It feels like 1995 all over again, and I am not saying this in a negative sense. In the glory days of arcade gaming hardcore gaming freaks, myself included, would gather around the glorious cabinet and toss our quarters on the machine calling “next” in anticipation of playing the reigning champion. While you young whipper-snappers of today’s “so-called” gaming culture are used to simply logging on to play against your rivals, back in the day it was the experience and smell of nerd sweat that brought us out into the sunlight. The best part about this time was that games were judged on their game play and not whether the main character had bump mapping and ran at 60 frames per second. You may have even read about some of the ancient games in your older brothers back issues of Ultra Game Players (oh yeah I went there!), the likes of Street Fighter, Mortal Kombat, and a plethora of other fighting games ruled the arcades and we lined up in droves just to get our hands on them.
One of the lesser known players was SNK, a company that is best known for its rivalry with Capcom in the glory days of Street Fighter. While you may have heard of some of their titles, King of Fighters, Metal Slug, or even Fatal Fury, you more than likely have never been graced with playing one of their better titles Samurai Showdown. Think of it as a 2D version of Soul Calibur where every combatant dons a specific weapon mixed with a touch of Street Fighter with the inclusion of super moves and precision button combos. There hasn’t been a domestic release of this series in quite a few years so you can imagine the excitement of all 500 SNK fans when we found out it was coming to Xbox, complete with Live support and the ability to hold tournaments online. Now after numerous delays and even the introduction of a new console it has finally arrived, the question is was it worth the wait?
For those unfamiliar with the classics Samurai Showdown will not impress you visually, the graphics certainly haven’t aged well and playing them on a high-def TV really shows how bad 2D can look when shown at maximum resolution. The characters all still animate extremely well, but it does make you wish that SNK had opted to upgrade the engine to the glory that is Guilty Gear and its 64-bit sprite technology. The background are also lush and vibrant sporting some of the most vivid locales yet to be seen in a 2D brawler, unfortunately there aren’t as many stages to wage battle upon so you will see many repeating vistas as you continue to play.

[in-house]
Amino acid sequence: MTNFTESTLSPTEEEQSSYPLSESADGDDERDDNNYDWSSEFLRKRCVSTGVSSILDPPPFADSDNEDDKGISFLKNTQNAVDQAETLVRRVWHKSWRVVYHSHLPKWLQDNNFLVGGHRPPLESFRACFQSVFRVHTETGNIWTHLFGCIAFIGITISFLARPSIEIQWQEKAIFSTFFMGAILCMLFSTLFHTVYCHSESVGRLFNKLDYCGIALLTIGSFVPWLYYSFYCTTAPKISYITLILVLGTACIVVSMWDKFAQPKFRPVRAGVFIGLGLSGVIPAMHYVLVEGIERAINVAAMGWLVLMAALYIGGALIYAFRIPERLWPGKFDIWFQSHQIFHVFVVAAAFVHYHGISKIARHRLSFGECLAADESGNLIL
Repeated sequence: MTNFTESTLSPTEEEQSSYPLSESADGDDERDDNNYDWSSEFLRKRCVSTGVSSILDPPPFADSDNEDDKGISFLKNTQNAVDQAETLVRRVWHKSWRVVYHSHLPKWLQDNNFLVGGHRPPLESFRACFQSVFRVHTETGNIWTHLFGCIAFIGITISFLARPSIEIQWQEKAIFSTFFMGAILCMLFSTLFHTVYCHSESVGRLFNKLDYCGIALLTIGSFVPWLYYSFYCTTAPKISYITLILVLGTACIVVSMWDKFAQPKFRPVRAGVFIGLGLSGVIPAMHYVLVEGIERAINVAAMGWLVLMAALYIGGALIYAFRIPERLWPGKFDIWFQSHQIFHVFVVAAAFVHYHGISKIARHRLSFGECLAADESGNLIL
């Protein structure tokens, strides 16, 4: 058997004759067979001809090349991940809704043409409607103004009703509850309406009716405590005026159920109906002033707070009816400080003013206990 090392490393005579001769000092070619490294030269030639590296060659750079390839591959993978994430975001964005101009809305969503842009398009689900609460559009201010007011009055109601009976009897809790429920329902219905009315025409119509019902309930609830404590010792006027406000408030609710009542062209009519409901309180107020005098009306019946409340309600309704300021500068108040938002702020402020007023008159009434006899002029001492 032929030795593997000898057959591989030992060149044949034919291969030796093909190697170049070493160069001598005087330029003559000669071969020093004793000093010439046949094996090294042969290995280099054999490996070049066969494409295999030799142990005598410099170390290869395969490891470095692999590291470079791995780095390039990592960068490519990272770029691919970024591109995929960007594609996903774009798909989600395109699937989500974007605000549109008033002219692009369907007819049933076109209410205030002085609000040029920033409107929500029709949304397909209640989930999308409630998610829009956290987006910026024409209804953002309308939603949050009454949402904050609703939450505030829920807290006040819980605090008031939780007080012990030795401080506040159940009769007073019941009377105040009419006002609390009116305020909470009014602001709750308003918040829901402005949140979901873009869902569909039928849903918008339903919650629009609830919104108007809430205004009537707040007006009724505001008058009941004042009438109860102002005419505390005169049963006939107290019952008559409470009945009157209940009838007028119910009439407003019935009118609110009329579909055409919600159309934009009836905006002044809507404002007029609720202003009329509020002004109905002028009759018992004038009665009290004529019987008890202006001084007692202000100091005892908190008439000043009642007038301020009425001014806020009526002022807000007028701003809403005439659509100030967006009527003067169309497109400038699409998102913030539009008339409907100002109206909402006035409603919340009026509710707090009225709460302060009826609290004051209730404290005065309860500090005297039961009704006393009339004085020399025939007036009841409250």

The above paragraph will mean absolutely nothing to the people who have been waiting on this title as long as I have, we have known what to expect from this game. What is disappointing though is that SNK opted to not include the updated version of SSV that was released in arcades last year. The happily titled Samurai Showdown V Special included the addition of the vicious Zetsumei Ougi “fatalities” – which are very similar to Guilty Gear’s insta-kills and of course a playable version of Gaoh. While these improvements are missed they do not hinder the game much because most of us on this side of the ocean have never even experienced them.
If you played the previous SS installment part five doesn’t stray far from the formula. Unlike the previous games each character is now a combination of the previous “Bust” or “Slash” versions found in parts III and IV. This can pose a problem for veterans because the balance is now way off. For instance some of the more useless characters can now be exploited against some of the more staple characters. You can still disarm your opponent and force them to fight without their weapons and even tap the black button when your meter is full to enter Rage Mode, this powers up your character at the expense of your super meter.
The biggest addition to this version however is online play. You can now head onto Xbox Live and compete with your friends from the comfort of your couch. Thankfully the online play is smooth with very few hints of lag. You can also arrange tournaments with your friends and keep track of your winnings via the built in leader boards. Sadly as of press time there were only 400 registered players on Xbox Live, that means finding a match will prove a challenge at certain times of the day. I guess the market for great online 2D fighters simply cannot compete with the likes of Tom Clancy and our favorite Master Chief.
While this game may not be your cup of tea it is nice to see developers releasing some of these hidden gems in the US. Even if the translation and menus are busted “Are you sure to quit?” and the game seems archaic by today’s standards there is still plenty of fun to be had. I wouldn’t recommend this title to anyone that despises the genre, this game certainly won’t change your mind, but if you are a fan of all things 2D you owe it to yourself to pick up one of the best that SNK has to offer.